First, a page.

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by Fred McMillin
for September 29, 1997
The Cab That Couldn't
Prologue: Hopes were so bright on September 24,1991. After 20 years of amateur winemaking, Dr. (chemistry) John Smith was leading the harvesting and crushing of his first commercial vintage. To maximize wine intensity, he and his friends had selected the driest Cabernet Sauvignon grapes. Then disaster! There was so little of the ultra-rich juice that the crushed grapes couldn't be pumped. The sun had set, the volunteers were tired, and four tons of grapes were waiting. Oakstone Winery's initial vintage was history.
The Rest of the Story: Then, the team broke from the huddle, formed a bucket brigade, turned on the crusher, and got the skins-seeds-pulp-juice into the fermenter. Time and strength were running out, so the last ton bypassed the crusher and the whole clusters were pitchforked into the vat, which can add bright, cherry-like flavors. Of course, with so much skin/seeds and so little juice, the wine was tannic city. But time would soften it. John waited four years. No luck...still puckery and harsh. So, with little to lose, he decided to bottle it, "hoping that the fruit would outlive the tannins and some day come into balance." Still no luck. Then, about the first of this year Dr. Smith was startled. The Cab was opening and softening dramatically. It had arrived.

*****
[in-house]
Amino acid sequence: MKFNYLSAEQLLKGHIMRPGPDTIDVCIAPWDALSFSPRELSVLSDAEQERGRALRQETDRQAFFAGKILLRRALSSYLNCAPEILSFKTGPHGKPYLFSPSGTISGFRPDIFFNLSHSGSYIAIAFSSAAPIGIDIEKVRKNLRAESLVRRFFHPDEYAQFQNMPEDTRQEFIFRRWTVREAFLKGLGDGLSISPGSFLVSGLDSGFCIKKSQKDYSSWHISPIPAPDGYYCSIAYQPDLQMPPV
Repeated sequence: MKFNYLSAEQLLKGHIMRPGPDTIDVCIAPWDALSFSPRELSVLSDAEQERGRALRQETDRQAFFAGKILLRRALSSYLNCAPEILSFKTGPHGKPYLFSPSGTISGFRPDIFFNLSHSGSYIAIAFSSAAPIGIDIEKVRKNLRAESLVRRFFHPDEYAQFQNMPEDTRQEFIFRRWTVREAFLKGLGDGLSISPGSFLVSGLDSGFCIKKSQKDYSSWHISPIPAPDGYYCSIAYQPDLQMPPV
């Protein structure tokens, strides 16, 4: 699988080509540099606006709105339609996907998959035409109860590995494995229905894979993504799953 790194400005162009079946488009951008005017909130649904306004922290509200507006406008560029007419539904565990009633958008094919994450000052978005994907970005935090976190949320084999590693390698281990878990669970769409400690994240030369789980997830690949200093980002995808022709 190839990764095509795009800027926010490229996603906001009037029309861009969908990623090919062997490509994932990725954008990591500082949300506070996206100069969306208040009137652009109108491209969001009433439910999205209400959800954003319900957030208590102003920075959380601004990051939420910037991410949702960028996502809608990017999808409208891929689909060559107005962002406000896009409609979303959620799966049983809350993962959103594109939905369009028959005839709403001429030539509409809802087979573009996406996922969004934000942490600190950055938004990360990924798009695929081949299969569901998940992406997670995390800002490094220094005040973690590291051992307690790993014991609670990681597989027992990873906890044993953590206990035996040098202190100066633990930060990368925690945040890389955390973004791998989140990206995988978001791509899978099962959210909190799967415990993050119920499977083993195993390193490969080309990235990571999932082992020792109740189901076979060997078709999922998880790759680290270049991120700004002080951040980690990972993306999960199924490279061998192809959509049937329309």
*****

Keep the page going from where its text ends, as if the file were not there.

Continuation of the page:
My panel knew nothing of these travails when I poured it for them. Without hesitation, they unanimously voted it the Best $12 Cabernet Tasted This Year.
Postscript: Why is the Smith's vineyard named De Cascabel? Well, when the land was being cleared in 1981, a large boulder was moved and beneath it was a nest of hibernating rattlesnakes (serpiente de cascabel in Spanish).
Read more articles by Fred McMillin in the eGGsf
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